Yes. The DOH is permitting indoor visits, although outdoor visits are still recommended where practical. If an individual visits inside the Facility, the visit may be in the resident’s room. If the Resident has been vaccinated, they may hug or touch visitors, as long as proper Personal Protective Equipment is in place.
The only restrictions to indoor visits is as follows:
-No visits to unvaccinated residents if the county COVID-19 positivity rate is above 10% AND less than 70% of Residents in the facility are fully vaccinated.
-No visits to Residents with confirmed COVID-19 infections until they have met the criteria to discontinue transmission-based precautions, OR
-No visits to Residents in quarantine, until they have met criteria for release from quarantine.
Is there a fixed cap on the number of visitors permitted in a facility?
No. However, facilities should take into account the size of the space, and the ability to maintain the appropriate social distancing guidelines when allowing visitors.
What qualifies as a “compassionate care visit”?
Compassionate care visits include but are not limited to:
This is not an exhaustive list. All visitors are required to follow the applicable COVID infection guidelines, including presenting proper identification when entering the Facility, answering current health questions, wearing proper PPE, and maintaining social distance where necessary. Compassionate care visits are allowed at all times, even if there is a COVID-19 outbreak in the facility and regardless of the County’s COVID-19 positivity rate.
ACF COMMUNICATIONS WITH RESIDENTS AND FAMILY
Is the Administration required to inform me if there is COVID in my Facility?
Yes. Both the Department of Health (DOH) and the Centers for Medicare and Medicaid Services (CMS) have issued guidelines for how a Facility should be communicating with the Residents and their families.
When are they required to notify me?
The most recent Department of Health directives require the ACF to notify all residents, and family members or next of kin if any resident in the Facility tests positive for COVID, or any Resident suffers from a COVID related death, within 24 hours of the occurrence or by 5 pm the next calendar day, whichever is sooner.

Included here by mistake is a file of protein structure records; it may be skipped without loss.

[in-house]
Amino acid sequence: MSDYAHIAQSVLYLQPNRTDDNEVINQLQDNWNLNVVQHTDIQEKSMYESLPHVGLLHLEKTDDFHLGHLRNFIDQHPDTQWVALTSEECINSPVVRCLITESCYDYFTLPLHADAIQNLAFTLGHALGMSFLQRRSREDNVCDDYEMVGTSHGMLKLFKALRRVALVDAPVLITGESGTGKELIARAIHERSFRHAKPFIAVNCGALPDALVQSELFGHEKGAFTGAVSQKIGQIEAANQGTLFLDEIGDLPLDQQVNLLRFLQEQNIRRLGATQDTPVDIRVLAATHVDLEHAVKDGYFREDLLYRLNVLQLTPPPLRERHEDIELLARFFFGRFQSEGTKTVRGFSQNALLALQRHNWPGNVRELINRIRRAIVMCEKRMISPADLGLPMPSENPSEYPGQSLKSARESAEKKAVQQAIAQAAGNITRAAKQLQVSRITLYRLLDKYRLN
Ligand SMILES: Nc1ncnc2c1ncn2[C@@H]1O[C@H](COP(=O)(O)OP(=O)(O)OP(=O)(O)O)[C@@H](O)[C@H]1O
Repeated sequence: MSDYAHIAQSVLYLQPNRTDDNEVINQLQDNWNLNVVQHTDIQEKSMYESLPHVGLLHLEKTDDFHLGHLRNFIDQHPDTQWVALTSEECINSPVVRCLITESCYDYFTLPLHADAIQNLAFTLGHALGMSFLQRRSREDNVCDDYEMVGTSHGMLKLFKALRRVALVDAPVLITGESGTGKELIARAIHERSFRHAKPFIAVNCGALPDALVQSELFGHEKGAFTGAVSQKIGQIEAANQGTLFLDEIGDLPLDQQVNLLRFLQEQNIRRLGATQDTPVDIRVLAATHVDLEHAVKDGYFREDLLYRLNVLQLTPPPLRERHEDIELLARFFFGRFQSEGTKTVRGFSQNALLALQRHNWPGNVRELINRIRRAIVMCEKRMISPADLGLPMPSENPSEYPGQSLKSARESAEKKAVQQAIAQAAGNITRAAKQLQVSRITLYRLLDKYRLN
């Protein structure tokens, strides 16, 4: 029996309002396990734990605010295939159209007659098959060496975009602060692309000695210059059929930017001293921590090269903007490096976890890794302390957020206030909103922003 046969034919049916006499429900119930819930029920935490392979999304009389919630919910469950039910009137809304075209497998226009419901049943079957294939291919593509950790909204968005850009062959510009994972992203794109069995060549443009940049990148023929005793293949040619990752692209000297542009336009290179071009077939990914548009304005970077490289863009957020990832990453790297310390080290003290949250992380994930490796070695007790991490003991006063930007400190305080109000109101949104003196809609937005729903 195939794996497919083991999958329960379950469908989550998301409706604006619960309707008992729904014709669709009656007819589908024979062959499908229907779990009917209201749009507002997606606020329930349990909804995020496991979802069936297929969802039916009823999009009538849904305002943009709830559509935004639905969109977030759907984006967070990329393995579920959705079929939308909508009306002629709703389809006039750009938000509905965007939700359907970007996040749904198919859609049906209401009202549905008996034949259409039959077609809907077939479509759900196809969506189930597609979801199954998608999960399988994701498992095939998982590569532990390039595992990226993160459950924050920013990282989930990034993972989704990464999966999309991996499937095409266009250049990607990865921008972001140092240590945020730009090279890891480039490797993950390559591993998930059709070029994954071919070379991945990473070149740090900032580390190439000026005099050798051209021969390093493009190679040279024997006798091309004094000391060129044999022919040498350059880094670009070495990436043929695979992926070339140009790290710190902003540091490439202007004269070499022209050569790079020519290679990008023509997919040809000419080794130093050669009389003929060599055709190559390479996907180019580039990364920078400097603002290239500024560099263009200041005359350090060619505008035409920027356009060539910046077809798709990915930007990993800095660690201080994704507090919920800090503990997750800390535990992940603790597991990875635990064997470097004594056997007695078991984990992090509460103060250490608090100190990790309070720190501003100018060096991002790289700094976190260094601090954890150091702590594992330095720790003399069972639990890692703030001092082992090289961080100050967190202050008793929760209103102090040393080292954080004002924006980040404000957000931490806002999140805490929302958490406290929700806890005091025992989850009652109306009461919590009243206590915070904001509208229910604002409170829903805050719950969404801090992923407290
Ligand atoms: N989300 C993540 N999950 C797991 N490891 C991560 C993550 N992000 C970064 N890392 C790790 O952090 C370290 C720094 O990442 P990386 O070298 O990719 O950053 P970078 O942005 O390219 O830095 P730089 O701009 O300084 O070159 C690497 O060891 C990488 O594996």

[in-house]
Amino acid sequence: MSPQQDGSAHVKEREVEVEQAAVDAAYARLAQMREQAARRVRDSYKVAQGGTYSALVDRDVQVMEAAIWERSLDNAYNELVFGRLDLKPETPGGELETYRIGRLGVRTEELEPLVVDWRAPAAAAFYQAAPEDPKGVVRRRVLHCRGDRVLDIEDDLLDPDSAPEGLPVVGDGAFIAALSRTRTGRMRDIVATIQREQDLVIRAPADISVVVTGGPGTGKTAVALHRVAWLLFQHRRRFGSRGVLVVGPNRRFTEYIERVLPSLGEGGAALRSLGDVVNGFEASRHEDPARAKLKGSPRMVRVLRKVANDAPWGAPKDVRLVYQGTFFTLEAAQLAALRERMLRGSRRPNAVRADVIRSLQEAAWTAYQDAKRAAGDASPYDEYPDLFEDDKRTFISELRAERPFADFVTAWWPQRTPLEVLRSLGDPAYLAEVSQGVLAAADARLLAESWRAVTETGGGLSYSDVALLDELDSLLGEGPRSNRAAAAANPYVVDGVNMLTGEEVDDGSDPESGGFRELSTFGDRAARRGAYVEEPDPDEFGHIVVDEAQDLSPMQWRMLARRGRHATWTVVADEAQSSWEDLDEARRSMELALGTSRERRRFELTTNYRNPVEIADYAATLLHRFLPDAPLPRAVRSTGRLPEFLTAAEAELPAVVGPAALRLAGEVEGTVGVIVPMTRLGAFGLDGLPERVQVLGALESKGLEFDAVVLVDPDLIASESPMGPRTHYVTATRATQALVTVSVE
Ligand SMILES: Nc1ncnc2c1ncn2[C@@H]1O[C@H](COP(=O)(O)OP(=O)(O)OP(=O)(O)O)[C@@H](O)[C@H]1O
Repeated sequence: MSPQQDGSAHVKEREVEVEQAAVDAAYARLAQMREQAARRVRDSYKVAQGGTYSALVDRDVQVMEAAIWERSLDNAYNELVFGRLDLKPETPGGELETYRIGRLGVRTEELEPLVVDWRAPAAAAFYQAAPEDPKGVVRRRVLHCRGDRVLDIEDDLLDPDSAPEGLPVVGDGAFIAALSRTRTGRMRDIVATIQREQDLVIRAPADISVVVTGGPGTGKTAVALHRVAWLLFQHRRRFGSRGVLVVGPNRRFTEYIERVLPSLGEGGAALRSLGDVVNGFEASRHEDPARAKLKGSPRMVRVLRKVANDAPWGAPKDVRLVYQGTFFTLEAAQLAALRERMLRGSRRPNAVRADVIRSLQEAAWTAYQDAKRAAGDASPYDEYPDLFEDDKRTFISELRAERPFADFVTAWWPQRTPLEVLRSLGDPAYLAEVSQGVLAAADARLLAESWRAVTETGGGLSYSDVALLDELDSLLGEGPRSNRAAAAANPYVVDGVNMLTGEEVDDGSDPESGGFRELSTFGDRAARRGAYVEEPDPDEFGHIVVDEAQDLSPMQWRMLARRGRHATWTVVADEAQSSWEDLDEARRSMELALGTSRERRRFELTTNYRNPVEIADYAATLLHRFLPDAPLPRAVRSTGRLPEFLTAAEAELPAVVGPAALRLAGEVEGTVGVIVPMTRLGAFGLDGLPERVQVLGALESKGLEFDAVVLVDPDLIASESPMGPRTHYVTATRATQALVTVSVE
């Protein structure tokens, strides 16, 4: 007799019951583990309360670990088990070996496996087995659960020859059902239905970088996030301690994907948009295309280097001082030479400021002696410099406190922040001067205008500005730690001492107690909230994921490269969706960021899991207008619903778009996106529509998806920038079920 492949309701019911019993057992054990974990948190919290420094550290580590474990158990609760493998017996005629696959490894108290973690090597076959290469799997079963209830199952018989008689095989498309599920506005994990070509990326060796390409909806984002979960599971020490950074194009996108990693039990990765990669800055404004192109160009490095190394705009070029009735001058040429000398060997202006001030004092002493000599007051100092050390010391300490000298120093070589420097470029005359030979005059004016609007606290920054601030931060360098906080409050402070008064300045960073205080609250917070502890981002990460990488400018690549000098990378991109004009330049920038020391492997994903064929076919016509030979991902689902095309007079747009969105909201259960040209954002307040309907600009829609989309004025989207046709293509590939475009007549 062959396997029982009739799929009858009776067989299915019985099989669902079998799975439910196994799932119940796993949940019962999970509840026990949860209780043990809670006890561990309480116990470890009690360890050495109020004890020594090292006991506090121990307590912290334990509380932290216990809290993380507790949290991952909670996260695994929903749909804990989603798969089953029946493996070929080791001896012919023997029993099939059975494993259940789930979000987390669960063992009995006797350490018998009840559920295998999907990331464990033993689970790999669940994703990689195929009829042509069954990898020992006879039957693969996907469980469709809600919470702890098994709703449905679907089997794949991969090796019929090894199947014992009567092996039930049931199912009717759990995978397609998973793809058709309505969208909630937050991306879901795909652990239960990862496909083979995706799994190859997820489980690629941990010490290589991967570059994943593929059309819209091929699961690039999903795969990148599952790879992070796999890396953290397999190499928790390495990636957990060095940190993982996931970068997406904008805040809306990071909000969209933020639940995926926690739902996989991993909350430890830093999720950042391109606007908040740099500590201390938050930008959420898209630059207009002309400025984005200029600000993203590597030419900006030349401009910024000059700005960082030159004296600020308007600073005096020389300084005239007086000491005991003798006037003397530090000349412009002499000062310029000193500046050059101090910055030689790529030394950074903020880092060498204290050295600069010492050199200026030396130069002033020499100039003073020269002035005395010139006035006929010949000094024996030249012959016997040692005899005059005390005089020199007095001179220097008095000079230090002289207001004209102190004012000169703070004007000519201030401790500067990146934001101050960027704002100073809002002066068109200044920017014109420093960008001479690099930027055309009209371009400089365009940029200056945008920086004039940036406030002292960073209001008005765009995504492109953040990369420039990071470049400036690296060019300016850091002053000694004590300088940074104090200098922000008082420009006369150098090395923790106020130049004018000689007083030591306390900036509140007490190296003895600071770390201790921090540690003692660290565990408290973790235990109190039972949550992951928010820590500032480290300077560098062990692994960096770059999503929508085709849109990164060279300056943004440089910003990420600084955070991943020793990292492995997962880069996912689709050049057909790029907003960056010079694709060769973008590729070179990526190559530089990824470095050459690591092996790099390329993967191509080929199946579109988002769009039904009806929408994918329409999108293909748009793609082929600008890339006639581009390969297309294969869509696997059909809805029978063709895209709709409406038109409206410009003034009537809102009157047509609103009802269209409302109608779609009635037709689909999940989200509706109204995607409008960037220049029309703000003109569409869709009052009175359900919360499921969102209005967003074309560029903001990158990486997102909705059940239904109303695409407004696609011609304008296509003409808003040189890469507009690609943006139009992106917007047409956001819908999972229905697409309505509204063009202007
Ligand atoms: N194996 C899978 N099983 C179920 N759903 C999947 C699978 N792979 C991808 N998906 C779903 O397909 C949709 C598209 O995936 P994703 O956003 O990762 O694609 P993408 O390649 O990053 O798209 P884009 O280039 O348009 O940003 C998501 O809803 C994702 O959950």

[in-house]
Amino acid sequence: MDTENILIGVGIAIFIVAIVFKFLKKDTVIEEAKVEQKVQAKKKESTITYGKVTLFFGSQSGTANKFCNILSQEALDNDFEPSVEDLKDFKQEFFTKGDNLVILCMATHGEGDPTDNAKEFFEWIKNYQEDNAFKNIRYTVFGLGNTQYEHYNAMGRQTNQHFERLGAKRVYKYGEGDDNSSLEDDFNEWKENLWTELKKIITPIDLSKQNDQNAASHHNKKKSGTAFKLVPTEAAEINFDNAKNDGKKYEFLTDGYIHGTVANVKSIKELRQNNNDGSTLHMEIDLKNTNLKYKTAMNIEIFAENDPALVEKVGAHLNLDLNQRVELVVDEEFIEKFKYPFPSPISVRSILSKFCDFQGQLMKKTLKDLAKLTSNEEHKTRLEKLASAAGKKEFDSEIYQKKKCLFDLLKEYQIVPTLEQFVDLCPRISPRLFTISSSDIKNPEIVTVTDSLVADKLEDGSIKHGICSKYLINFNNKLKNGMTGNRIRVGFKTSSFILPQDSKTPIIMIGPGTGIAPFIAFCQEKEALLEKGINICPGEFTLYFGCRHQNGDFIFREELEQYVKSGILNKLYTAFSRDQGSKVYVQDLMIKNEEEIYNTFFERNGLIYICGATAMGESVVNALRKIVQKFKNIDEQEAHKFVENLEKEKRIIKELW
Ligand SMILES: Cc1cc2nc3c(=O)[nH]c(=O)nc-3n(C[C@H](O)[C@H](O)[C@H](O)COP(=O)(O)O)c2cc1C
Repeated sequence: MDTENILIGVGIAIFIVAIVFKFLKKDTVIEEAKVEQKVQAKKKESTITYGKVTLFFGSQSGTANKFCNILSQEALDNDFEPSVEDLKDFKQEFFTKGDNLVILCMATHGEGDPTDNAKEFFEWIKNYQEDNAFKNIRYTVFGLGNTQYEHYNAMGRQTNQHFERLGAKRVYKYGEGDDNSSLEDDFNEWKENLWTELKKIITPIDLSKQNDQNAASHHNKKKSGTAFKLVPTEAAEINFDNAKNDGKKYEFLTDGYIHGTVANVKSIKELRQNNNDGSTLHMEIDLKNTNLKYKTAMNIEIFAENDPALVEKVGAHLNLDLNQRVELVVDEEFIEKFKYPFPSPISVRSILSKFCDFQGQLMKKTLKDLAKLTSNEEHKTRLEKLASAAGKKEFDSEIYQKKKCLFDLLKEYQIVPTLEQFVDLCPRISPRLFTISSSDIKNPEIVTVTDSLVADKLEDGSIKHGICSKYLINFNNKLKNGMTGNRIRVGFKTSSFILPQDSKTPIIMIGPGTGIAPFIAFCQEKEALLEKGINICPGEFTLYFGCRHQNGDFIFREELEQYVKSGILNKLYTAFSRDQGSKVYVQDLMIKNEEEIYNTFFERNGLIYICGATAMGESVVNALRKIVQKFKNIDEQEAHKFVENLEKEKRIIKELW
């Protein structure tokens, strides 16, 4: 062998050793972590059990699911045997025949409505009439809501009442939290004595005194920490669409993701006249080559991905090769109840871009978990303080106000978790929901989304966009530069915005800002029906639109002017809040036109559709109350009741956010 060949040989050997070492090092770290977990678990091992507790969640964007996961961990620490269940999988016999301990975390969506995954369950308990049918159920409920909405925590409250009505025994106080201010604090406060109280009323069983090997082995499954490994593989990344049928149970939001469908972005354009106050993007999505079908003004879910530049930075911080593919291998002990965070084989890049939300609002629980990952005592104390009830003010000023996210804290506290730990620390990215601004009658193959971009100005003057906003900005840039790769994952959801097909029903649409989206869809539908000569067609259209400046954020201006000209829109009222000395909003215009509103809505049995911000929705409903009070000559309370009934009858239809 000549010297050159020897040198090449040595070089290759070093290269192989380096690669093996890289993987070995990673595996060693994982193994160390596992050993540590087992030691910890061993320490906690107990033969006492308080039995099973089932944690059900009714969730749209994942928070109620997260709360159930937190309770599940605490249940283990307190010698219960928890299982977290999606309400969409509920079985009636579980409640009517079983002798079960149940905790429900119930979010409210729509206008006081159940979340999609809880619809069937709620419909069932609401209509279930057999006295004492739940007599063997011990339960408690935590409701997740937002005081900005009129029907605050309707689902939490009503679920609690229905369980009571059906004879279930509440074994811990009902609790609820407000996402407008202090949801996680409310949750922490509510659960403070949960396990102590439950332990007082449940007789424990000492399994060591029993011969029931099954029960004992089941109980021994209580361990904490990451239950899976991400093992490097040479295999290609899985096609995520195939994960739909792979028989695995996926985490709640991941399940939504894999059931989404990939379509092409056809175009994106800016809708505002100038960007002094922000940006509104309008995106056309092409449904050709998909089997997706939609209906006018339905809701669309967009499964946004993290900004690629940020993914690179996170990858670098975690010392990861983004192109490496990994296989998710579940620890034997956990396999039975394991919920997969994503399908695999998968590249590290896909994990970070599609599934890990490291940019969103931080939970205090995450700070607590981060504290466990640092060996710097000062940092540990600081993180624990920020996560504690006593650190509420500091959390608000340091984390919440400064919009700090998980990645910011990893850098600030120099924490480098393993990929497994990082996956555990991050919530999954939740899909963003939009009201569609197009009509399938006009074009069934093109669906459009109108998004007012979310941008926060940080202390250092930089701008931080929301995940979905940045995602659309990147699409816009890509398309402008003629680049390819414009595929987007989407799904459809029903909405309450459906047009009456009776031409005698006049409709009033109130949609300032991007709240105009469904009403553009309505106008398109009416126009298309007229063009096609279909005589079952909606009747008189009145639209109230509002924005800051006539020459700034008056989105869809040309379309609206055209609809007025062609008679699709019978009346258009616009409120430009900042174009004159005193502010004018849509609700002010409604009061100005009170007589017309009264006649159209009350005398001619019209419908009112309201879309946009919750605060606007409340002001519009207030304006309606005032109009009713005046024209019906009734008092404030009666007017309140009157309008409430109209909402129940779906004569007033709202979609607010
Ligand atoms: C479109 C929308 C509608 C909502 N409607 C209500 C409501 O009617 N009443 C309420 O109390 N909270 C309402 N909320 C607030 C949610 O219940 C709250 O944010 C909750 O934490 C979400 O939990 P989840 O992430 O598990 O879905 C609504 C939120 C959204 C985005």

Should the Facility provide regular updates?
The DOH has strongly encouraged Facilities to consider implementing a weekly update to all Residents regarding facility procedures and protocols for COVID control and information. For more information, contact email@example.com, or for nursing homes, contact firstname.lastname@example.org.
COVID INFECTION CONTROL WITHIN ACFs
Will I have to pay out-of-pocket to be tested for COVID?
No one in New York should have out-of-pocket costs for COVID testing.
Is there a screening process for non-residents entering my Facility?
Yes. Long Term Care facilities should implement screening for all. Screening includes checking temperatures regularly and looking for other COVID-like symptoms.
Are Facility personnel required to be tested for COVID?
Unvaccinated staff members must be routinely tested for COVID. Any staff member presenting symptoms, whether vaccinated or not, must be tested for COVID. Any staff member, regardless of vaccination status, who has been exposed to someone with COVID, should be tested.
What happens if a staff member tests positive for COVID?
If a staff member tests positive for COVID, that finding must be reported to the DOH by 5 pm the following day. If a staff member tests positive, they must stay home for the period of time suggested by the DOH and CDC.
Can a staff member refuse to be tested and continue working at the Facility?
No. Staff who refuse to be tested will be considered to have an outdated or incomplete health assessment and will be prohibited from working until the testing is performed.
Do I need to wear a facemask?
Yes. All Residents should use at least non-medical grade facemasks or coverings. If COVID positive or presumed COVID positive, they should wear a medical-grade facemask.
ADMISSION OR RE-ADMISSION TO ACF AFTER HOSPITALIZATION FOR COVID-19
If I am hospitalized for COVID-19, can I be discharged back to my ACF?
Yes. A DOH Directive was released to all ACFs and Nursing Homes on May 11, 2020, which outlines the process of re-admission. A Hospital may only discharge a patient who has received at least one negative test result for COVID-19, so long as the facility administrator has certified that they can provide that patient with adequate care.
Can I be released from the hospital back to my ACF if I am still testing positive for COVID?
No. Hospitals may not discharge a patient who is still testing positive for COVID-19. ACFs are not permitted to accept patients from a Hospital who have COVID-19 until they receive at least one negative test result.
If I was hospitalized for COVID-19, but I have had a negative test result, can my ACF refuse to take me back?
As long as they can provide the necessary care, they must take you back. No ACF or nursing home can deny admission to a resident based solely on the resident’s previous COVID-19 diagnosis.
What happens if the hospital is ready to discharge me and my Facility cannot provide an adequate level of care?
If you are stable and ready for discharge, but your ACF is unable to provide adequate care, the hospital may either retain you or, if Hospital beds are needed for more serious cases, the hospital must arrange an appropriate discharge and transportation to a facility that can provide an adequate level of care.
If you have further questions, there are Advocates who can assist you: